Revolving door in sales department slows -- for a while

Donna Harris covers automotive retailing for Automotive News.

The official numbers suggest that dealers should be having an easier time retaining salespeople than they have in many years.

The National Automobile Dealers Association reports that overall sales force turnover for franchised dealerships dipped to 34.4 percent in 2009 and a record low of 33.4 percent in 2010.

Since at least 1998, sales force turnover has averaged 45 percent.

It’s not surprising that during a time of high unemployment and economic uncertainty dealership salespeople would tend to stay put. The drop in housing values, too, would tend to keep them from moving to other jobs.

The big decline in the number of dealerships following the GM and Chrysler bankruptcies also leaves fewer places for job hoppers to land.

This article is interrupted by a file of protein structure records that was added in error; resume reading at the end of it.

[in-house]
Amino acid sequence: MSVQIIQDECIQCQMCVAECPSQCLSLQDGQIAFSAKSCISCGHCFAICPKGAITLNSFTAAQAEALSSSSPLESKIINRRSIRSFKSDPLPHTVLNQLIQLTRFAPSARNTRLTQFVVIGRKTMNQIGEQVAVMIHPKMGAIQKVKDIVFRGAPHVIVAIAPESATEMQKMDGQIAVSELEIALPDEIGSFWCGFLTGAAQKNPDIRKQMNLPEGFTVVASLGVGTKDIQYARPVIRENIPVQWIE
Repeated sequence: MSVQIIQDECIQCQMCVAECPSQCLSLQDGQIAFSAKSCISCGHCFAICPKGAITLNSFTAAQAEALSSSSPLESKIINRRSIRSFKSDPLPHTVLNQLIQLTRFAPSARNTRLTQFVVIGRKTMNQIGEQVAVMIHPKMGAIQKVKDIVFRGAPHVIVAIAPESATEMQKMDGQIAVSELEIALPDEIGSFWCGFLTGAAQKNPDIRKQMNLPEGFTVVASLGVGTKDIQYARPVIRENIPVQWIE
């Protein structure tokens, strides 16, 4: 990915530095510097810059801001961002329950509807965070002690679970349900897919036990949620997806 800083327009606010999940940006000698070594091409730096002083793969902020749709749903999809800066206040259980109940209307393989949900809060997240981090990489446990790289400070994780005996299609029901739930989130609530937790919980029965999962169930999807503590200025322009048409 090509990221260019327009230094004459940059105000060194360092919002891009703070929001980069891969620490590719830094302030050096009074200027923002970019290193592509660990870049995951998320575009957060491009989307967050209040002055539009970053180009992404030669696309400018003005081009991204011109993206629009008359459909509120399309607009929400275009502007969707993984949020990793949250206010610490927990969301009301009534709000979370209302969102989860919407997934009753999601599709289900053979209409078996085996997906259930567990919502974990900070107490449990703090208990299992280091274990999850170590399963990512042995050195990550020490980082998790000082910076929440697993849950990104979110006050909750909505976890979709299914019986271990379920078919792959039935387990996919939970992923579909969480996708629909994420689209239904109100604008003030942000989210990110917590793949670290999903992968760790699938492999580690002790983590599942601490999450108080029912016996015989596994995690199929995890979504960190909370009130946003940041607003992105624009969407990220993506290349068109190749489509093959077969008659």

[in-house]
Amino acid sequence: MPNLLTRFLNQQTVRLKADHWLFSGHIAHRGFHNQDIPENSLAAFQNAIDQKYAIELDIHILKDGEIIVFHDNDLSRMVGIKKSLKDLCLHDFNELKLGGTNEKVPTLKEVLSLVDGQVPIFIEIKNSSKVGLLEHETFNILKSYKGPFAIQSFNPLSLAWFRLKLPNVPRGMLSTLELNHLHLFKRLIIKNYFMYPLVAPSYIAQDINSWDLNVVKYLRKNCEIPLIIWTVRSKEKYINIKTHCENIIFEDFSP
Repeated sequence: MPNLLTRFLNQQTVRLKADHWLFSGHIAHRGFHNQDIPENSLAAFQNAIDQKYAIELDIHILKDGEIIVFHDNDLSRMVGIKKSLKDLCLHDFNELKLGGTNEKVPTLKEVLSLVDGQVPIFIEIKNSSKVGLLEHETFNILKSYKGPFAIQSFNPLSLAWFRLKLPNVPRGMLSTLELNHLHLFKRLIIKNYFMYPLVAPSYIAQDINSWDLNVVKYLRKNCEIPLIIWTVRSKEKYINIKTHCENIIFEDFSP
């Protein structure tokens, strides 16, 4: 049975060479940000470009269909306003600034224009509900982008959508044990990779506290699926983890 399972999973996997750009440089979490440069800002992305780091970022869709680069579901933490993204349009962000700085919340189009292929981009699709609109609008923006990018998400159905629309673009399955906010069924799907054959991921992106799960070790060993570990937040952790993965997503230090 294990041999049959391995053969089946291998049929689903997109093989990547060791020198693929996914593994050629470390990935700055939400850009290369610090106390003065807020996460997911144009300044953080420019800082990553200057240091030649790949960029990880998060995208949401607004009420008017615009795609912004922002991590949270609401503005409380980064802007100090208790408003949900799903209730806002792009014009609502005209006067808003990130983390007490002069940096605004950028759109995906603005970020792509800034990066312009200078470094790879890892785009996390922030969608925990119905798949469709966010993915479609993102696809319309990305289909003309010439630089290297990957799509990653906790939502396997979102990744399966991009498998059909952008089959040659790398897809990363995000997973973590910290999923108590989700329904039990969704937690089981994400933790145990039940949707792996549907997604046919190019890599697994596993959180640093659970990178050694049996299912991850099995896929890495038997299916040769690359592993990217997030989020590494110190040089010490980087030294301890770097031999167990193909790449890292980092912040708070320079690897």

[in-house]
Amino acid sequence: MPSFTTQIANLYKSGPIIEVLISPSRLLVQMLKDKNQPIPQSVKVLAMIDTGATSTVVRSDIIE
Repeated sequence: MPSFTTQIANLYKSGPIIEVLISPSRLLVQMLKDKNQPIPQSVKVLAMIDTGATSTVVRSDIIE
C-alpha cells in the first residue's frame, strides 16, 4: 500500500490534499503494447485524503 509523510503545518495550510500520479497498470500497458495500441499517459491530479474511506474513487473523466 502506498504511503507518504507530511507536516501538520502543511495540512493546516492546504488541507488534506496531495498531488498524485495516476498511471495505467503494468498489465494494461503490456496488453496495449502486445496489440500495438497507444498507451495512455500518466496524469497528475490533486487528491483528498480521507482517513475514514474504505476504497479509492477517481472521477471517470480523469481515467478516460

At the smallest dealerships -- likely in rural areas with fewer jobs to choose from -- sales force turnover dipped to 24.4 percent in 2010.

But dealers still tell me it’s difficult to retain good salespeople. The gross profit per unit continues to decline, driving some to pay minimum commissions and in some cases, salaries. As the economy recovers, dealers need to come up with some solutions for building a more stable sales force.

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